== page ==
Study offers hope of new treatments for endometrial cancer

QIMR Berghofer-led research has identified genes that appear to increase a person’s risk of endometrial cancer, in findings which could help the discovery of new treatments and therapies.

The researchers say there is a need for more treatment options as the disease becomes increasingly prevalent, with more than 3000 new endometrial cancer cases and 550 deaths in Australia each year.

The study, led by QIMR Berghofer Associate Professors Tracy O’Mara and Dylan Glubb, analysed summary data on more than 100,000 individuals from the Endometrial Cancer Association Consortium – the world’s largest genetic study of endometrial cancer.

The researchers used statistical methods to identify eight genes that appear to make people more susceptible to endometrial cancer.

“In addition to identifying genes that appear to affect endometrial cancer risk, we also identified the actual tissues that some of these genes may act in,” Associate Professor O’Mara said.

“This is quite exciting, as this information can give us an important insight into the underlying biology of endometrial cancer and its development.

“Endometrial cancer rates are rising in many countries so it’s expected to be an ongoing and increasing problem, yet it is still under-researched compared to other cancers. This study represents a significant step forward in increasing our understanding of the gynaecological cancer, and developing more treatment options.”

The US Food and Drug Administration has approved just three drugs for endometrial cancer treatment since 1971, and the best treatment can be a hysterectomy – an invasive surgery that isn’t appropriate for all patients.

Associate Professor Glubb said they had already used their results to identify potential new therapies, including a drug that is currently undergoing clinical trials for use in other cancers.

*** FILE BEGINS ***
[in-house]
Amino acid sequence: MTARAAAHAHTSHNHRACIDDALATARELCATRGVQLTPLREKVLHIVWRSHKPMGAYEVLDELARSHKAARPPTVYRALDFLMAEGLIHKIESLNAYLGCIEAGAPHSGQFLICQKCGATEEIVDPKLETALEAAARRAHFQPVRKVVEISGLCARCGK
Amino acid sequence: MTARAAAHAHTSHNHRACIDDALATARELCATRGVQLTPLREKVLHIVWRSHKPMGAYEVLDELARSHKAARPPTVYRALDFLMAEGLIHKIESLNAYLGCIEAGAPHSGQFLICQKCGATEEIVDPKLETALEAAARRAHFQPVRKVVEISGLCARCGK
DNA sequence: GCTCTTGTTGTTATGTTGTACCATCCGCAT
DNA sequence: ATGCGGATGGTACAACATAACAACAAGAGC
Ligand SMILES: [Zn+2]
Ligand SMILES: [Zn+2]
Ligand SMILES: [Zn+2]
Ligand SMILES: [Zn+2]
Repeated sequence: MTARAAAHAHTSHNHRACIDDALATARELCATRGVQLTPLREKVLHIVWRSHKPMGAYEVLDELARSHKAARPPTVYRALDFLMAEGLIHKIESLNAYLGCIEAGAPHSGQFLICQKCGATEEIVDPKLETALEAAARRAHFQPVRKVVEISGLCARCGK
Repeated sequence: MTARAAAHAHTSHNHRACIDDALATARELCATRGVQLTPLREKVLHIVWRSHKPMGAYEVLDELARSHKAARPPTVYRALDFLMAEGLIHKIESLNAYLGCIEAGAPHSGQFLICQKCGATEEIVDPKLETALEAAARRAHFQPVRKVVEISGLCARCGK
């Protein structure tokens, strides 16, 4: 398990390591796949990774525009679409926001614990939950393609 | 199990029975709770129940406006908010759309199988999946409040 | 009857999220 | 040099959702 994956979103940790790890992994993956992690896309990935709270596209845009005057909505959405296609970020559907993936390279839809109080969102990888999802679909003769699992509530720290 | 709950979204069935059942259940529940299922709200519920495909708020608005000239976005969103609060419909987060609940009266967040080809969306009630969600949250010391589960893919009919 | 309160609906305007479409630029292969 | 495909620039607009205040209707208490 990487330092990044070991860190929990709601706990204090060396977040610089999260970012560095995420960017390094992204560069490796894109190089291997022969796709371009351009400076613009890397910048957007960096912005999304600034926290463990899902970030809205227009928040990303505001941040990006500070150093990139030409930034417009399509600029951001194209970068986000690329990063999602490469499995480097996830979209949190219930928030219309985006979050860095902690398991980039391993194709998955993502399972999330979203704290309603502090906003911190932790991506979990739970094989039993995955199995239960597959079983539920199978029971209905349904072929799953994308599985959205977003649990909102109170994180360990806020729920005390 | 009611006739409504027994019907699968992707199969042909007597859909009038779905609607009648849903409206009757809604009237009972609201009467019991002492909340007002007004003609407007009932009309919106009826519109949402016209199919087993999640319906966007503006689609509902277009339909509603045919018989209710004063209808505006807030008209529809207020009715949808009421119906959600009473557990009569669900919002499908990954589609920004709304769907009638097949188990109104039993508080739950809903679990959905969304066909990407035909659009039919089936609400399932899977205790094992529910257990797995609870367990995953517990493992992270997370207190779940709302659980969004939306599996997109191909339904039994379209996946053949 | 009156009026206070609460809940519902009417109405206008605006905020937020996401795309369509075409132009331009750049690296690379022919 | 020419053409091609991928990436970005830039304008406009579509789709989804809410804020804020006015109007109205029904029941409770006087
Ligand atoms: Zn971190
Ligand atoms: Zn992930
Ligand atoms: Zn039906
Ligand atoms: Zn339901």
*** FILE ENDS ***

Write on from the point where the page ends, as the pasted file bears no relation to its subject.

“Now we have identified potential risk genes, we can search for drugs that target the products of those genes or counteract the changes in gene expression linked to endometrial cancer susceptibility,” he said.

“We’ve already found one candidate which is currently in phase three clinical trials for brain cancer and lymphoma. It hasn’t been studied for endometrial cancer but our data suggests it could be promising.”

The QIMR Berghofer researchers have been working with a company that uses artificial intelligence to find drugs which target the products of specific genes.

Their study, published in the journal Communications Biology, also involved researchers from the Queensland University of Technology, the Mayo Clinic in the United States, Belgium’s Laboratory for Translational Genetics and Germany’s Hannover Medical School.

It was supported by a National Health and Medical Research Council project grant.

Quick Facts:

Endometrial cancer is cancer of the lining of the womb or uterus. It is the most common type of gynaecological cancer in high-income countries like Australia. Each year, there are more than 3,000 new cases and 550 deaths from endometrial cancer across the country.

Rates of endometrial cancer are increasing and more women are being diagnosed with this cancer every year. This is probably due in part to the increasing prevalence of obesity in the population. Although survival rates for endometrial cancer are very good overall – the chance of a woman surviving for at least five years after her diagnosis is 83 per cent – the numbers of women dying of endometrial cancer are increasing. By comparison, Australia’s five-year survival rate for breast cancer in women is 91 per cent.

/Public Release. View in full here.